Reanimated Violin returns to scene with flashy XVS 8 array, and, er, AR app

NVMe-FC, predictive analytics and roadmap away from VIMMs

Violin Systems is making the most of being rescued by private equity, with new hardware and software, and a focus on tossing its hat into the all-flash array performance ring.

The company crashed into bankruptcy following a poor IPO. It was bought out of Chapter 11 by a George Soros-controlled private equity fund and relaunched only to suffer a second blow when CEO Ebrahim Abbasi resigned for health reasons.

Chairman Mark Lewis took on the CEO role. Now the firm has fired its first shot in its battle to return from the dead.

Violin has positioned its XVS 8 as a tier-0 extreme performance array with consistently low latency. Violin has claimed it is faster than mainstream all-flash arrays (AFAs) and reckons customers need fewer servers and associated software licences to run the same applications.

Violin_XVS_8

Violin Systems XVS 8 array

Note the circular QR tag on the lower part of the front bezel.

The current products – the FSP 7450 (340K IOPS @ 1ms), FSP 7650 (1.7m IOPS @ <500μs) and FSP7700 (2.2m IOPS @ <1ms) – offer latencies down to 150μs, and cover a roughly 100TB to 5PB effective capacity range. They use 16Gbit/s Fibre Channel host linkage or iSCSI.

The XVS 8 uses a 3U enclosure, Broadwell Xeon CPUs and 768GB of RAM, with 8GB/sec bandwidth as well as:

  • 50μs latency at max IOPS (4K, 100 per cent read with NVMe over FC)
  • 400μs latency at 1m IOPS
  • 1ms latency at 340,000 IOPS for dedupe LUN

Violin said the dedupe LUN performance has improved by about 40 per cent.

It has from 26TB to 140TB raw capacity using proprietary Violin in-line Memory Modules (VIMMS) with MLC (2bits/cell) flash. That's 14.47-88.7TB usable after system overhead and 96-512TB effective after deduplication and compression.

The system can scale to >422TB raw in one namespace (1.3PB effective) with capacity pooling across shelves.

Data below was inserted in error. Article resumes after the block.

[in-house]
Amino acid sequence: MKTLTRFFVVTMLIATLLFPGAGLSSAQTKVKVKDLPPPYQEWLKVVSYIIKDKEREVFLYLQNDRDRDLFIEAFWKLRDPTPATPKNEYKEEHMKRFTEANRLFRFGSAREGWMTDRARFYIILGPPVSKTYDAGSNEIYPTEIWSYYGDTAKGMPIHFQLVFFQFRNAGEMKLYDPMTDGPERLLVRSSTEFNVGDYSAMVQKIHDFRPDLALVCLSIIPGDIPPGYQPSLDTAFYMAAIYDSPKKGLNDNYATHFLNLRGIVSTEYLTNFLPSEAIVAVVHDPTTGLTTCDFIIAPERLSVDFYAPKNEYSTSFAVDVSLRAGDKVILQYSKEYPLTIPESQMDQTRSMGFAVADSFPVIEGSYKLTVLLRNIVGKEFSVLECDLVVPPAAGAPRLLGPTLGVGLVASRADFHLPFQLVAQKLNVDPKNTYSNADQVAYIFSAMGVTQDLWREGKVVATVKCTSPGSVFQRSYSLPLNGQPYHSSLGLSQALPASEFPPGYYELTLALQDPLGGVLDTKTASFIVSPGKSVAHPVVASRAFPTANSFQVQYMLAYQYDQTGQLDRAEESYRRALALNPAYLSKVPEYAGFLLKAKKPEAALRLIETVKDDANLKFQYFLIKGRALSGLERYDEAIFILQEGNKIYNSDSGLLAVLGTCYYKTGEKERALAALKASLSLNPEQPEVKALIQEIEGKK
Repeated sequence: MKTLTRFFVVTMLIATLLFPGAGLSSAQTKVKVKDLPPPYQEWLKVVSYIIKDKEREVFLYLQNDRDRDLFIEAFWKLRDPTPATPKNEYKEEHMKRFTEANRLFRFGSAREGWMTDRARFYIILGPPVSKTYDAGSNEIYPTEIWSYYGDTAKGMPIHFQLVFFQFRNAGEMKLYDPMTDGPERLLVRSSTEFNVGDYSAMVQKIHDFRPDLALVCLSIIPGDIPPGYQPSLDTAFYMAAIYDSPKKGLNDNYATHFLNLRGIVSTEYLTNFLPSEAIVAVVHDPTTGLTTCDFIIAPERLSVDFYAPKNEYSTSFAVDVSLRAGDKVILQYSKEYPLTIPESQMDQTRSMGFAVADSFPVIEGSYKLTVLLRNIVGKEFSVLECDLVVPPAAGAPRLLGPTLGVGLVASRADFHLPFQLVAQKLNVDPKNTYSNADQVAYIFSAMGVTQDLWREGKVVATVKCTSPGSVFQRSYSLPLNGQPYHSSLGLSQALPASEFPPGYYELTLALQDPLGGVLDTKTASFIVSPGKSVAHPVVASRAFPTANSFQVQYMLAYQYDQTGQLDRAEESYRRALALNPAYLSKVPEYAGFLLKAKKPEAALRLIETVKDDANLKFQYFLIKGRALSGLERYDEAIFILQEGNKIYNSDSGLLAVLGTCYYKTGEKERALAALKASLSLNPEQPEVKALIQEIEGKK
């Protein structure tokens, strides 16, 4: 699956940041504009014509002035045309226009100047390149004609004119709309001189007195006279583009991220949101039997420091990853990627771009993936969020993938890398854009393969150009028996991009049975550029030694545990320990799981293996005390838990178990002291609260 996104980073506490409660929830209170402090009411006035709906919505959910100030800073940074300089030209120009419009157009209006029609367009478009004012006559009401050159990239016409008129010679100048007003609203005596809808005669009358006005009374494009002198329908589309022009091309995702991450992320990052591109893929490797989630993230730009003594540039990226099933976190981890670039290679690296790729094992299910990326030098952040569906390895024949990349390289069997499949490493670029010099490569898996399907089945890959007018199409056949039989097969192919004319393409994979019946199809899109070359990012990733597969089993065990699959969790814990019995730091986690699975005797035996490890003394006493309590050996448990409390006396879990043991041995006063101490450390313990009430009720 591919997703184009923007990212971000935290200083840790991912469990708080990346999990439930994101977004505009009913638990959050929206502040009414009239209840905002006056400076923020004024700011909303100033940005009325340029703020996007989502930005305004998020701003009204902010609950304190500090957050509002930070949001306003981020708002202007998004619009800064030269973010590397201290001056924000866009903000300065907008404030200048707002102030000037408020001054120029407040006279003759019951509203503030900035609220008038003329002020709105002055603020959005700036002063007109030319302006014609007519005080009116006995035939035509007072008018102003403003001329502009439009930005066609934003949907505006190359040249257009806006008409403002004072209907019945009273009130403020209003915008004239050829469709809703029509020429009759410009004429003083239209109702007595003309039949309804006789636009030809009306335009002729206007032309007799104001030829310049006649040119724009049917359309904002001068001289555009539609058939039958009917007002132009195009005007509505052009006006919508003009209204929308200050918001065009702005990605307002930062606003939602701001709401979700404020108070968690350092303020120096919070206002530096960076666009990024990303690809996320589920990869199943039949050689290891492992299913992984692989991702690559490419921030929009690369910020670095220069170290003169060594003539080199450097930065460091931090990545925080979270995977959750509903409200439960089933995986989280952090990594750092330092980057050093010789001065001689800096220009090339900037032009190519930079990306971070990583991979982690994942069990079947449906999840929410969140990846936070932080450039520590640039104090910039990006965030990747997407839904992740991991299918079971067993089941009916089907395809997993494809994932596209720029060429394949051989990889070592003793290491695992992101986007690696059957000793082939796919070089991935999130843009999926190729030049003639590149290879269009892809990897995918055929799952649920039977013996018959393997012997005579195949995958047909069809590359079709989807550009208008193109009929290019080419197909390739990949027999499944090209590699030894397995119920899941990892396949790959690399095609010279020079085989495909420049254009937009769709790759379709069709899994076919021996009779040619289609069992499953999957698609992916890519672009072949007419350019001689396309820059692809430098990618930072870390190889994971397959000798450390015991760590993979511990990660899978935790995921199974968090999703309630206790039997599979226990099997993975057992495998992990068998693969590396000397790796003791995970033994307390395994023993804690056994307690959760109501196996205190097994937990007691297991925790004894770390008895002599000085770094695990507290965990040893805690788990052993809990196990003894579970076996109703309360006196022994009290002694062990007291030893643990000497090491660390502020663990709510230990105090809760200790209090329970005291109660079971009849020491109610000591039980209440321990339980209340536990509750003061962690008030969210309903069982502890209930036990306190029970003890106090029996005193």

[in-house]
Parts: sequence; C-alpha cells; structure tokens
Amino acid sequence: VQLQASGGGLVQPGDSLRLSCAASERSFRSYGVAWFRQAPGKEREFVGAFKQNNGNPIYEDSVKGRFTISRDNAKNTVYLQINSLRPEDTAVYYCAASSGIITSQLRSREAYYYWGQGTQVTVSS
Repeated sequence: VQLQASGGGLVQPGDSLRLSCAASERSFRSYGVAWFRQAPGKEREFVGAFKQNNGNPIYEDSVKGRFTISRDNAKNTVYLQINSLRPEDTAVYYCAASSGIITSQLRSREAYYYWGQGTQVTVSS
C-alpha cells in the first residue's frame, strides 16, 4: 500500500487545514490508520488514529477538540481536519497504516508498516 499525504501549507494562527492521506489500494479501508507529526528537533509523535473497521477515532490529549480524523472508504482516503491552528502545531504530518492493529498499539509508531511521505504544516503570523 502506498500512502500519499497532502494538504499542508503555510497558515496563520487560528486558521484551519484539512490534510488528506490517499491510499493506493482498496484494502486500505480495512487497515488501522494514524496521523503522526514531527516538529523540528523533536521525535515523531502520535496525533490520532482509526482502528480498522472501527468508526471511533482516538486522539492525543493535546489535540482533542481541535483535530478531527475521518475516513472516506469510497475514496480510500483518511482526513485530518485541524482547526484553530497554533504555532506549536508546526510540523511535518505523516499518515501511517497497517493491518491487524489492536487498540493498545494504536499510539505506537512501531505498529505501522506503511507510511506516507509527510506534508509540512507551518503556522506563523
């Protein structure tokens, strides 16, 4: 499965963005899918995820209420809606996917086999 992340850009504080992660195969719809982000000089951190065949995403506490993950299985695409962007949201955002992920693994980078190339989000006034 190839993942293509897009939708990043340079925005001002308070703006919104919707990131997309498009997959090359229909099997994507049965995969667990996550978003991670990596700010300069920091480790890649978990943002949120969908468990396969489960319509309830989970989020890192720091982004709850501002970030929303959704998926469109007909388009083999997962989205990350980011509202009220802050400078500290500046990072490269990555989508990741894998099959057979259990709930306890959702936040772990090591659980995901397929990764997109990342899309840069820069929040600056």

The host connectivity is 8 x 32 Gbit/s Fibre Channel or 8 x 10 GbitE iSCSI. A future software update will enable NVMe over Fibre Channel.

Data services include stretch clustering, mirroring, granular block level deduplication by LUN, compression by LUN, WAN-optimised replication, CDP, application-consistent snapshots, thin provisioning, thin and thick clones, sync mirroring, and remote async replication.

Symphony management software can look after multiple Violin arrays. These arrays stream telemetry data to a central management resource, where machine learning routines are applied to it.

Violin_XVS_8_AR_Phone_app

Augmented reality smartphone app

This includes a so-called augmented reality smartphone app; scan the QR code on the array's front and data is sent to the phone by Violin's cloud-based predictive analytics software, delivering real-time views of system performance. Admins can find out per-LUN performance, when capacity will run out and whether dedupe is working for specific workloads. This information is also accessible via browsers.

XVS integrates into the Splunk ecosystem for customers to get filtered call-home alerts into their Splunk dashboards.

An integration with VMware VASA 3.0 displays storage information within vCenter and allows fine VM-level control directly from vSphere, including Concerto replication, data reduction and snapshot. The XVS 8 also has native VVOL support.

There will be a Concerto OS update early in the first 2019 quarter.

There will be a second flash drive form factor coming, with SSDs, using 3D TLC NAND, attached to either or both sides of the VIMM board, providing 4 and 8TB drives, and scaling out to half a petabyte. This TLC NAND is slower than the MLC flash currently being used and the system's software needs development to overcome this.

COO Todd Oseth said the economics of SSDs would help Violin. There will need to be microcode additions to give Violin's software direct control of the flash inside the SSDs and so enable its performance.

Violin claimed the XVS 8 will have economics similar to the traditional AFA vendors but the performance of the NVMe-oF startups.

Lewis said Violin "wants to be a niche player in the overall storage market", a performance niche player. "We're typically five to seven times faster than traditional AFAs."

He reckoned that could equate to a 40-60 per cent reduction in a customer's IT infrastructure costs.

The key to Violin's success is going to be proving its tier-0 performance credentials.

The Violin XVS 8 is available through the Violin channel network now. ®




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